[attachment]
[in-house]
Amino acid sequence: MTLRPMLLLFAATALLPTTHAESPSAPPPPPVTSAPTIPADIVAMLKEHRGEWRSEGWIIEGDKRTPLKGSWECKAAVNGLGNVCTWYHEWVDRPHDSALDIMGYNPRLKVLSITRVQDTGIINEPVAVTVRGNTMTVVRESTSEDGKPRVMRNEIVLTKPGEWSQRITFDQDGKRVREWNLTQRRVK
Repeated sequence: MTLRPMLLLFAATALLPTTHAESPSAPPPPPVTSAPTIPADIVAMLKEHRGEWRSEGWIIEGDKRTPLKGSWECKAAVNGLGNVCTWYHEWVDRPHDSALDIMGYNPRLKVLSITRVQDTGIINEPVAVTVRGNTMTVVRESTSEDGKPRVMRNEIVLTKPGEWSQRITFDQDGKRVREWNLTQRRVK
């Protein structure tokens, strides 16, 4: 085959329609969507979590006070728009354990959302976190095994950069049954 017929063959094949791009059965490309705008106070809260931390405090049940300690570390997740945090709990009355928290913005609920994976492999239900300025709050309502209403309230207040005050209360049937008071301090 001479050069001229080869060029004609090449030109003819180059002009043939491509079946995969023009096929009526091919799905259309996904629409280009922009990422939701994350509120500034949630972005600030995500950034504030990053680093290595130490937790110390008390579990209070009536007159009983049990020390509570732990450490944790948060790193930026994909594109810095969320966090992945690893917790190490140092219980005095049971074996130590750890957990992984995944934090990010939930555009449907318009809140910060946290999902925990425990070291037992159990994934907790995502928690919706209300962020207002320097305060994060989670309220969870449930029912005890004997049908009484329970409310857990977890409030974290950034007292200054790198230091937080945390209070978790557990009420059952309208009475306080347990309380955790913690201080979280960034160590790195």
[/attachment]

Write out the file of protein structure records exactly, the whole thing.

[in-house]
Amino acid sequence: MTLRPMLLLFAATALLPTTHAESPSAPPPPPVTSAPTIPADIVAMLKEHRGEWRSEGWIIEGDKRTPLKGSWECKAAVNGLGNVCTWYHEWVDRPHDSALDIMGYNPRLKVLSITRVQDTGIINEPVAVTVRGNTMTVVRESTSEDGKPRVMRNEIVLTKPGEWSQRITFDQDGKRVREWNLTQRRVK
Repeated sequence: MTLRPMLLLFAATALLPTTHAESPSAPPPPPVTSAPTIPADIVAMLKEHRGEWRSEGWIIEGDKRTPLKGSWECKAAVNGLGNVCTWYHEWVDRPHDSALDIMGYNPRLKVLSITRVQDTGIINEPVAVTVRGNTMTVVRESTSEDGKPRVMRNEIVLTKPGEWSQRITFDQDGKRVREWNLTQRRVK
């Protein structure tokens, strides 16, 4: 085959329609969507979590006070728009354990959302976190095994950069049954 017929063959094949791009059965490309705008106070809260931390405090049940300690570390997740945090709990009355928290913005609920994976492999239900300025709050309502209403309230207040005050209360049937008071301090 001479050069001229080869060029004609090449030109003819180059002009043939491509079946995969023009096929009526091919799905259309996904629409280009922009990422939701994350509120500034949630972005600030995500950034504030990053680093290595130490937790110390008390579990209070009536007159009983049990020390509570732990450490944790948060790193930026994909594109810095969320966090992945690893917790190490140092219980005095049971074996130590750890957990992984995944934090990010939930555009449907318009809140910060946290999902925990425990070291037992159990994934907790995502928690919706209300962020207002320097305060994060989670309220969870449930029912005890004997049908009484329970409310857990977890409030974290950034007292200054790198230091937080945390209070978790557990009420059952309208009475306080347990309380955790913690201080979280960034160590790195």